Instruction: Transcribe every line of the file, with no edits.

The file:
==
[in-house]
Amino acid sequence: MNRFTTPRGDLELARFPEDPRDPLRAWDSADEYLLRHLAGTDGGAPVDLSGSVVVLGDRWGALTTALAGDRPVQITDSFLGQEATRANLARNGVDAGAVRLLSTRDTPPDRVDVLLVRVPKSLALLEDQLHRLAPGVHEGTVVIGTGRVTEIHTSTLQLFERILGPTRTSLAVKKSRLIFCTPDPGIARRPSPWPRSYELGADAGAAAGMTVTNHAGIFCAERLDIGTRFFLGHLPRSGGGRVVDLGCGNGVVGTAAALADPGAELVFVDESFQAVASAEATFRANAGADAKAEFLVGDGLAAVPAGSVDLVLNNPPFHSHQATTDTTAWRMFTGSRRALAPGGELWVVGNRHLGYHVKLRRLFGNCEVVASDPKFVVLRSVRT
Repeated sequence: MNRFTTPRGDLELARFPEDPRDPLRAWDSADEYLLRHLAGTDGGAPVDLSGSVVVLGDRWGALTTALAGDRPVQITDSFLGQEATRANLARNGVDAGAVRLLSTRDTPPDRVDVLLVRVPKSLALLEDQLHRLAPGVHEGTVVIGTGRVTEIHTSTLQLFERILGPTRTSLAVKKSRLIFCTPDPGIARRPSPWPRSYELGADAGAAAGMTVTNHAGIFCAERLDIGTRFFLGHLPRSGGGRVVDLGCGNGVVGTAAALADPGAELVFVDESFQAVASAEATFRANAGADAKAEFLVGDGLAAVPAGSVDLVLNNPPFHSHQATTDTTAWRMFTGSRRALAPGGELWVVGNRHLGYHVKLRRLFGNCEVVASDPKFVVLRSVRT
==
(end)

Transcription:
[in-house]
Amino acid sequence: MNRFTTPRGDLELARFPEDPRDPLRAWDSADEYLLRHLAGTDGGAPVDLSGSVVVLGDRWGALTTALAGDRPVQITDSFLGQEATRANLARNGVDAGAVRLLSTRDTPPDRVDVLLVRVPKSLALLEDQLHRLAPGVHEGTVVIGTGRVTEIHTSTLQLFERILGPTRTSLAVKKSRLIFCTPDPGIARRPSPWPRSYELGADAGAAAGMTVTNHAGIFCAERLDIGTRFFLGHLPRSGGGRVVDLGCGNGVVGTAAALADPGAELVFVDESFQAVASAEATFRANAGADAKAEFLVGDGLAAVPAGSVDLVLNNPPFHSHQATTDTTAWRMFTGSRRALAPGGELWVVGNRHLGYHVKLRRLFGNCEVVASDPKFVVLRSVRT
Repeated sequence: MNRFTTPRGDLELARFPEDPRDPLRAWDSADEYLLRHLAGTDGGAPVDLSGSVVVLGDRWGALTTALAGDRPVQITDSFLGQEATRANLARNGVDAGAVRLLSTRDTPPDRVDVLLVRVPKSLALLEDQLHRLAPGVHEGTVVIGTGRVTEIHTSTLQLFERILGPTRTSLAVKKSRLIFCTPDPGIARRPSPWPRSYELGADAGAAAGMTVTNHAGIFCAERLDIGTRFFLGHLPRSGGGRVVDLGCGNGVVGTAAALADPGAELVFVDESFQAVASAEATFRANAGADAKAEFLVGDGLAAVPAGSVDLVLNNPPFHSHQATTDTTAWRMFTGSRRALAPGGELWVVGNRHLGYHVKLRRLFGNCEVVASDPKFVVLRSVRT